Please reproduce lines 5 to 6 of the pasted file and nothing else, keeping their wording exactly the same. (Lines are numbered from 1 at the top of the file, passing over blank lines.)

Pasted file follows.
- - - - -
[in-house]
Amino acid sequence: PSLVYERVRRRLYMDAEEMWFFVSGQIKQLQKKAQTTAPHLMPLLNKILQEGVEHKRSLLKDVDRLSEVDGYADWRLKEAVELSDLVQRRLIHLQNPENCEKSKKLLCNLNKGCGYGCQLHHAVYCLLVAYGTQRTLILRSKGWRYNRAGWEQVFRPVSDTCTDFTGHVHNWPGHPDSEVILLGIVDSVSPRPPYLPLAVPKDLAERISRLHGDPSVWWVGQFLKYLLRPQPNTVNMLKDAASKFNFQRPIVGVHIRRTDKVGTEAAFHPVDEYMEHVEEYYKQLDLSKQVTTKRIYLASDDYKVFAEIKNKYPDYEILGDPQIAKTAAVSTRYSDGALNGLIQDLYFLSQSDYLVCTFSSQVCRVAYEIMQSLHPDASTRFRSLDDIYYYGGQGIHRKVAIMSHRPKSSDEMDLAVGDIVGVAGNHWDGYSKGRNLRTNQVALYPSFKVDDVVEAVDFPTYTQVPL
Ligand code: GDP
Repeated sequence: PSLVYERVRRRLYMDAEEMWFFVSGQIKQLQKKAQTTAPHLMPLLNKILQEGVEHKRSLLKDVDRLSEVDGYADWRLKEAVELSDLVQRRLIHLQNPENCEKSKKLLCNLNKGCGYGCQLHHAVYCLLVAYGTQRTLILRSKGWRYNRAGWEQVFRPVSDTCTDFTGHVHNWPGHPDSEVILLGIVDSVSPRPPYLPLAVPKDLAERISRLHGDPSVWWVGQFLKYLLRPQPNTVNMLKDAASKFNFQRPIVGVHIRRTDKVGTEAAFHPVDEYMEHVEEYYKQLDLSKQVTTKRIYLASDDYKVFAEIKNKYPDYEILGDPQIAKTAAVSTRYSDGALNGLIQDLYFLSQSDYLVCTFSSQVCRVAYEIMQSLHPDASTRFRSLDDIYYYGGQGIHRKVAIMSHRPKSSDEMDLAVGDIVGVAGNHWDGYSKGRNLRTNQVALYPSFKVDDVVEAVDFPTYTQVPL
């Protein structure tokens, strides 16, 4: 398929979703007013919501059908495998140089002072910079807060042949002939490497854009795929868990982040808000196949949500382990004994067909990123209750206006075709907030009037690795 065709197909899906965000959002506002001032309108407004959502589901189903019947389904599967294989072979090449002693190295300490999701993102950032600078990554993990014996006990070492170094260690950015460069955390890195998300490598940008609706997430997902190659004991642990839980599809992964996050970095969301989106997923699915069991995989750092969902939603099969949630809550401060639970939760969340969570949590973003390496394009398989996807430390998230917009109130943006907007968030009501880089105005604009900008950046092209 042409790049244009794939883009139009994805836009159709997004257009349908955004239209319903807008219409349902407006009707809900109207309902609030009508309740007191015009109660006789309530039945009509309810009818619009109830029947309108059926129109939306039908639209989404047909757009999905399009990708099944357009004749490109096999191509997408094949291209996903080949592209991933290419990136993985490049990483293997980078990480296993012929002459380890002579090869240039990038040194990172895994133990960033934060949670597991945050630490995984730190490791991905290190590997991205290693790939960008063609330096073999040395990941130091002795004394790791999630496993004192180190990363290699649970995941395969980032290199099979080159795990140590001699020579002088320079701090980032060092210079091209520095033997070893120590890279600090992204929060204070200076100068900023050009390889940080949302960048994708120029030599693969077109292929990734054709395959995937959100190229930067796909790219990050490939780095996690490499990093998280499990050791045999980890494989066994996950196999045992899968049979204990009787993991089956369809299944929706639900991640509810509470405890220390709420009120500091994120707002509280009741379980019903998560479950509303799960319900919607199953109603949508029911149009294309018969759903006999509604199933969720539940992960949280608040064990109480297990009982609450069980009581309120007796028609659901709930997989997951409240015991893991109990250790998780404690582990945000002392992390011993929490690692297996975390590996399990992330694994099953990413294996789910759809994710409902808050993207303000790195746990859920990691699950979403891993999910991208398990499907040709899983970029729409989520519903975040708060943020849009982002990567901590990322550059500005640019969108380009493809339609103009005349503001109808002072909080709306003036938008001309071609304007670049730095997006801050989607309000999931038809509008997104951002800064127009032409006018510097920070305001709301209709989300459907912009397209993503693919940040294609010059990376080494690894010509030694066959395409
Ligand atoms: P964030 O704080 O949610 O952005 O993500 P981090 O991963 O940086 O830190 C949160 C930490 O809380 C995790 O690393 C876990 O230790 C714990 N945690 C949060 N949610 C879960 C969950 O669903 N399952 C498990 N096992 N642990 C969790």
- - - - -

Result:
């Protein structure tokens, strides 16, 4: 398929979703007013919501059908495998140089002072910079807060042949002939490497854009795929868990982040808000196949949500382990004994067909990123209750206006075709907030009037690795 065709197909899906965000959002506002001032309108407004959502589901189903019947389904599967294989072979090449002693190295300490999701993102950032600078990554993990014996006990070492170094260690950015460069955390890195998300490598940008609706997430997902190659004991642990839980599809992964996050970095969301989106997923699915069991995989750092969902939603099969949630809550401060639970939760969340969570949590973003390496394009398989996807430390998230917009109130943006907007968030009501880089105005604009900008950046092209 042409790049244009794939883009139009994805836009159709997004257009349908955004239209319903807008219409349902407006009707809900109207309902609030009508309740007191015009109660006789309530039945009509309810009818619009109830029947309108059926129109939306039908639209989404047909757009999905399009990708099944357009004749490109096999191509997408094949291209996903080949592209991933290419990136993985490049990483293997980078990480296993012929002459380890002579090869240039990038040194990172895994133990960033934060949670597991945050630490995984730190490791991905290190590997991205290693790939960008063609330096073999040395990941130091002795004394790791999630496993004192180190990363290699649970995941395969980032290199099979080159795990140590001699020579002088320079701090980032060092210079091209520095033997070893120590890279600090992204929060204070200076100068900023050009390889940080949302960048994708120029030599693969077109292929990734054709395959995937959100190229930067796909790219990050490939780095996690490499990093998280499990050791045999980890494989066994996950196999045992899968049979204990009787993991089956369809299944929706639900991640509810509470405890220390709420009120500091994120707002509280009741379980019903998560479950509303799960319900919607199953109603949508029911149009294309018969759903006999509604199933969720539940992960949280608040064990109480297990009982609450069980009581309120007796028609659901709930997989997951409240015991893991109990250790998780404690582990945000002392992390011993929490690692297996975390590996399990992330694994099953990413294996789910759809994710409902808050993207303000790195746990859920990691699950979403891993999910991208398990499907040709899983970029729409989520519903975040708060943020849009982002990567901590990322550059500005640019969108380009493809339609103009005349503001109808002072909080709306003036938008001309071609304007670049730095997006801050989607309000999931038809509008997104951002800064127009032409006018510097920070305001709301209709989300459907912009397209993503693919940040294609010059990376080494690894010509030694066959395409
Ligand atoms: P964030 O704080 O949610 O952005 O993500 P981090 O991963 O940086 O830190 C949160 C930490 O809380 C995790 O690393 C876990 O230790 C714990 N945690 C949060 N949610 C879960 C969950 O669903 N399952 C498990 N096992 N642990 C969790």